The target audience for this tip is probably pretty niche, but hopefully it’ll help someone else out, as I was endlessly frustrated by my iCal following me around from space to space in Lion.
With Expose and Spaces being consolidated into Mission Control in Lion, one issue I encountered was that apps that were previously designated as being assigned to “All Spaces” (in the Exposé settings in Snow Leopard’s System Preferences) continue to be assigned to All Spaces in Lion. But, there’s no similar table in the Mission Control settings to change what space each app is assigned to.
Turns out, Apple did away with that list of settings and put the preference where it makes the most logical sense — right in the dock menu:
Click and hold (or right click) on the app’s icon in the dock, go to the “Options” submenu and you’ll find an “Assign To” setting, where you can select if you’d like that app to appear on All Desktops (/Spaces), the current one that you’re in, or if you’d like to be able to freely move it around in Mission Control (that’s the None option — it has no assignment).
If you’ve found yourself in Mission Control, trying to drag and drop a window from one space to another and it’s just not cooperating, this is likely the issue you’re having.
Update 7/23/11: To be clear, this option only appears when you actually have multiple spaces. To make a new space in Lion, open up Mission Control and hover your cursor in the top right — clicking the transparent icon of your desktop background will open a new blank space. But most of the time you’re not just making an empty space, so new in Lion you can drag any window in Mission Control up to the top row (with the rest of the spaces / full-screen apps) to create a new space with just this window. Really handy.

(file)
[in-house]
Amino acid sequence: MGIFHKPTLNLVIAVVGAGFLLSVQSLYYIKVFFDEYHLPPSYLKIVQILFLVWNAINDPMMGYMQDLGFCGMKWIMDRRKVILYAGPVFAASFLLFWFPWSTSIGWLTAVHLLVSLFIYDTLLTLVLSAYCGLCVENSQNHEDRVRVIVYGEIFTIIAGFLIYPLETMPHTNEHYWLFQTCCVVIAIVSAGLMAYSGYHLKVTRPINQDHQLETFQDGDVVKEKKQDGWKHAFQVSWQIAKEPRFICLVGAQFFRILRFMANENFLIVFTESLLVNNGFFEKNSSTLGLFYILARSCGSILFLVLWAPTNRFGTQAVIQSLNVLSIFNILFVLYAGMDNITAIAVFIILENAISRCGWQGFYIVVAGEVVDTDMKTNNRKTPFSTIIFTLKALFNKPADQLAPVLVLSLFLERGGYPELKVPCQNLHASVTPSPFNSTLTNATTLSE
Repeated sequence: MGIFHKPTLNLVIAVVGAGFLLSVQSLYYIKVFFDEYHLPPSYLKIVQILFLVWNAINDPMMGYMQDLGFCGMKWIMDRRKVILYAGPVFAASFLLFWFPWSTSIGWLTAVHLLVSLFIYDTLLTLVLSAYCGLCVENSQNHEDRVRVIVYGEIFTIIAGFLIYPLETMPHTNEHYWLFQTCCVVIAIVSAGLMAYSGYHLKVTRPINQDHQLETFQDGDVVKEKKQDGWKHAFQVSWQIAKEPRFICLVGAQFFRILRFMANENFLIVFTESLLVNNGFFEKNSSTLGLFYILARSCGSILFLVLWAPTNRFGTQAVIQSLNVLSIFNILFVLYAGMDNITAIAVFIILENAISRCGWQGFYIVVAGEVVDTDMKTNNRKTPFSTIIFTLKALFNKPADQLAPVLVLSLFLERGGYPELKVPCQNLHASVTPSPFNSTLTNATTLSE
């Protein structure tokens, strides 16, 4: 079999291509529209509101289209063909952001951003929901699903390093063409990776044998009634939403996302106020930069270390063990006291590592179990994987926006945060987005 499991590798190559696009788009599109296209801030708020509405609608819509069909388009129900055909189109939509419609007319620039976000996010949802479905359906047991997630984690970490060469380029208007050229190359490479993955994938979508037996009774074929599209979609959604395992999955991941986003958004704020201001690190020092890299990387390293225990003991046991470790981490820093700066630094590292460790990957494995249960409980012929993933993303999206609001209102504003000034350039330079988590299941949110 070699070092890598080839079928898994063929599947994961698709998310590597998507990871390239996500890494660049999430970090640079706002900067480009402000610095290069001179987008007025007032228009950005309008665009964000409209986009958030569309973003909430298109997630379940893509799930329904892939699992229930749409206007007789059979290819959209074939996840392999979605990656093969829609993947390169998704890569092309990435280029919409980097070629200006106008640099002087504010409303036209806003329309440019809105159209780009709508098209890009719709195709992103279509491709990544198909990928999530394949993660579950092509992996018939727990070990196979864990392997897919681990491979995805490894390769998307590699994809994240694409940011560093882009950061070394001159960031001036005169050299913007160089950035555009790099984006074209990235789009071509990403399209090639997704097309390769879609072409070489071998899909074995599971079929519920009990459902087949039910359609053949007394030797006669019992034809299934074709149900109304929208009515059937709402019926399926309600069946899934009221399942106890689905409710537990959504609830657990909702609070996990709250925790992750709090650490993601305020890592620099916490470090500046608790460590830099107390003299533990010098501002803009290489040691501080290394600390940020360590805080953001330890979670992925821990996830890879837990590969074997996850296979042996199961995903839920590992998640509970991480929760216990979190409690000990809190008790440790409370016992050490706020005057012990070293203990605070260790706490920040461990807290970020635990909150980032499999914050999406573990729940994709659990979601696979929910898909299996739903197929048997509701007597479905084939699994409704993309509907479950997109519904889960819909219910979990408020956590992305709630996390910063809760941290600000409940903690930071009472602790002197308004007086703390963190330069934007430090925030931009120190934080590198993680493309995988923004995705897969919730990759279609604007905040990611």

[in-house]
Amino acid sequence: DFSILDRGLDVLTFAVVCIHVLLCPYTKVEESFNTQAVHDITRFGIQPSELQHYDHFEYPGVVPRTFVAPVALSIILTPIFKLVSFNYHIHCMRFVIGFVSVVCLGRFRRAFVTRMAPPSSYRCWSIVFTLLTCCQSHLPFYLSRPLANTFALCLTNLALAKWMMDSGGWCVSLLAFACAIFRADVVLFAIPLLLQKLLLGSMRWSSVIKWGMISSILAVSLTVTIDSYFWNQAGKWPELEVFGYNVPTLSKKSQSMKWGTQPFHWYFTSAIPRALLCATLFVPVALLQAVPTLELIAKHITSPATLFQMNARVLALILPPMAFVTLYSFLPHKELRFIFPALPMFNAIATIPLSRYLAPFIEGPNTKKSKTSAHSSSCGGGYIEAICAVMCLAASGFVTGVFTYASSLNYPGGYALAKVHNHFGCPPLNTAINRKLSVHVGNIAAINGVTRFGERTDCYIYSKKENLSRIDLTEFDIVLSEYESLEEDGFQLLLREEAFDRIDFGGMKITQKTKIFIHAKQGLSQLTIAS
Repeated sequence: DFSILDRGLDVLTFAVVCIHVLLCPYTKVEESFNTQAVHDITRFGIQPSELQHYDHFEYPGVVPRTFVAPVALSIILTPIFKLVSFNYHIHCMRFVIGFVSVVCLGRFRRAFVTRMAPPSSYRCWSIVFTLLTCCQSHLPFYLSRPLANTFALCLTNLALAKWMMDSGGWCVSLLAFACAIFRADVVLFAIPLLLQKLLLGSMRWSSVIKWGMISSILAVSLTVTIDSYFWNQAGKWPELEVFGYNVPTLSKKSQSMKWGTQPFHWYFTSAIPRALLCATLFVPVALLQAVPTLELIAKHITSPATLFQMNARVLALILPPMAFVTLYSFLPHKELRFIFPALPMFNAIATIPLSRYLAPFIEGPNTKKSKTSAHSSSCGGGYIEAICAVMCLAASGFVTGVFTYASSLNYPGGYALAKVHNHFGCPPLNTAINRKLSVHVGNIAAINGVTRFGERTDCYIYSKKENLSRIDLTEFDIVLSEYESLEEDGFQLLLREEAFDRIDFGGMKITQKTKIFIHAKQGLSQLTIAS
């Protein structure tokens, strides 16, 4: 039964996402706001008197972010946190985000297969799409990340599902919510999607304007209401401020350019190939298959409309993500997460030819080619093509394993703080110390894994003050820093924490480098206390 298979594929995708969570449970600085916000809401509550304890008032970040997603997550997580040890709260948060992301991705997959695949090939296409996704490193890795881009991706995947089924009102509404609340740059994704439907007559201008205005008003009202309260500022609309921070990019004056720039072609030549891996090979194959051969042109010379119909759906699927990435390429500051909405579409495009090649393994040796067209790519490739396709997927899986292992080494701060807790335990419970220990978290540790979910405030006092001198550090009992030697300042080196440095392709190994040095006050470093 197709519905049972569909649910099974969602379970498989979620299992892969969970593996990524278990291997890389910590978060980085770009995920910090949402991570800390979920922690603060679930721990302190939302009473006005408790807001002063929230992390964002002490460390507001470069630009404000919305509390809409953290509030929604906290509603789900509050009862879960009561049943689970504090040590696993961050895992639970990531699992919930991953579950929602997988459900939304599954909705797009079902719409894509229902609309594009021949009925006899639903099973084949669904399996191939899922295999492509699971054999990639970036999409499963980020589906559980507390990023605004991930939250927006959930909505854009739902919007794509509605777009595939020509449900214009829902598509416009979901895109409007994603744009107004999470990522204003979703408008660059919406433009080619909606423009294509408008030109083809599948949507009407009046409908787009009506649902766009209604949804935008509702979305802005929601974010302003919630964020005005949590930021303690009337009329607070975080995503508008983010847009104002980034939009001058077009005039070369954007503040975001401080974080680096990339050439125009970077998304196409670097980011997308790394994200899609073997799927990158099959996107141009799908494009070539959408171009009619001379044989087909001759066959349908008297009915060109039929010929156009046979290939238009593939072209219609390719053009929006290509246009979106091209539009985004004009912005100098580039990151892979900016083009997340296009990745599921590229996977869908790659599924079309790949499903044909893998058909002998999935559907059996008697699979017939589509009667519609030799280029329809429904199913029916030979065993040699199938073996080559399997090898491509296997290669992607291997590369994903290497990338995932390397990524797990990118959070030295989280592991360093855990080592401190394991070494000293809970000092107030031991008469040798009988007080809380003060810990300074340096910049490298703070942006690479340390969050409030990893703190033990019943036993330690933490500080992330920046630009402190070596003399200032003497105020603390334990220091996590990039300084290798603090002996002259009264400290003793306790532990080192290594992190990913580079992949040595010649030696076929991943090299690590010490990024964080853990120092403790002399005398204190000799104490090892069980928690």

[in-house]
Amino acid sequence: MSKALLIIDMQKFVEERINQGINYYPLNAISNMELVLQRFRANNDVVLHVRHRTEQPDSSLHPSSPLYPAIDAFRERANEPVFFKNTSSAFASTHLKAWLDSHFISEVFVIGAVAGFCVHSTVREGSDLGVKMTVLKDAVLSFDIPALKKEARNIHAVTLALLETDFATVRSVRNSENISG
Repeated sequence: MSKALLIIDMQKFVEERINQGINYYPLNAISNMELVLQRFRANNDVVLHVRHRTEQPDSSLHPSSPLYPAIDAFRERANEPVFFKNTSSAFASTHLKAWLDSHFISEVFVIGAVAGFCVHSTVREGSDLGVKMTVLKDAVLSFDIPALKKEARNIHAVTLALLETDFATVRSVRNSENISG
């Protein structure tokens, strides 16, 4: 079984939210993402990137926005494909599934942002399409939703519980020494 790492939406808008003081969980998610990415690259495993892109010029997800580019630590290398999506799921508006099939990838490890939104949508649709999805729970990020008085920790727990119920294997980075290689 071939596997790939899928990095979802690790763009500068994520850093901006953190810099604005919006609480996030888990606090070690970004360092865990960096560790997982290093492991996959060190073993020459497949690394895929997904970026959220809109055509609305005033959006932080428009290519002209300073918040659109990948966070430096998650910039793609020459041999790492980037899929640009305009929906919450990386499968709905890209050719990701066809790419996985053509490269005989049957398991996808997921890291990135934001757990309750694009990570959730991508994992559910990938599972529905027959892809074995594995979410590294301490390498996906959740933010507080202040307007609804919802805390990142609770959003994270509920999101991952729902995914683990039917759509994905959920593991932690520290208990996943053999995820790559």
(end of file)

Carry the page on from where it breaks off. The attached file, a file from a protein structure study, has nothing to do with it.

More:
Prior to Lion, I had been using Sparrow as my primary email client because all of my primary email addresses are Gmail-based, and Sparrow was written from the ground up for Gmail (and added in MobileMe and IMAP support later). Apple’s Mail.app in Snow worked with Gmail, it just didn’t work well – labels were relegated to the depths of the sidebar and thus fairly inaccessible without totally cluttering your Mail sidebar.
Lion brings a significant revamp of Mail, with tons of new features that makes managing your mail much easier than in the past. One of these niceties is the addition of the Favorites Bar, which will feel instantly familiar if you use the Bookmarks Bar in Safari. It holds quick links to your Inbox, Sent Mail, and any other mail folder you want access to:
You can add mail folders to the Favorites Bar by dragging and dropping them from the Mailbox List (if you’re not seeing it, click the “Show” button that hangs out on the left side of the Favorites Bar) right into the Favorites Bar. And since Gmail labels show up as folders in Mail (look for the name of your Gmail account near the bottom of the Mailbox List, and if necessary, hover your cursor over the list item and click “Show”), you can add your labels to the favorites bar.
Adding labels to messages
A glaring omission from my original post: how to add labels to messages. There are a few options:
- Option 1 – Contextual Menu: Right click / CTRL+click the message you want to label, choose “Copy To” and select the label (again, looks like a folder here) you want to add to the message. A handy trick here is the “Copy to Folder Again,” where folder is the last label you applied (with the handy keyboard shortcut: Option + Command + T).
- Option 2 – Menu Item: Same as above, but use the “Message” menu from the menu bar.
- Option 3 – Toolbar Item: If you’re more of a toolbar person (I am), add the “Copy to Folder” button to the toolbar. To customize your toolbar in Mail, just like in any good Mac App with a toolbar, choose the View menu -> Customize Toolbar and drag the icon to your toolbar.
One other way to add labels:
Option 4 – Drag & Drop: If you’ve got your mailbox list visible (leftmost panel with all your folders), you can drag & drop a message into the appropriate folder. Make sure to hold down the Option key while you drag & drop to ensure you copy to the label folder instead of moving it there!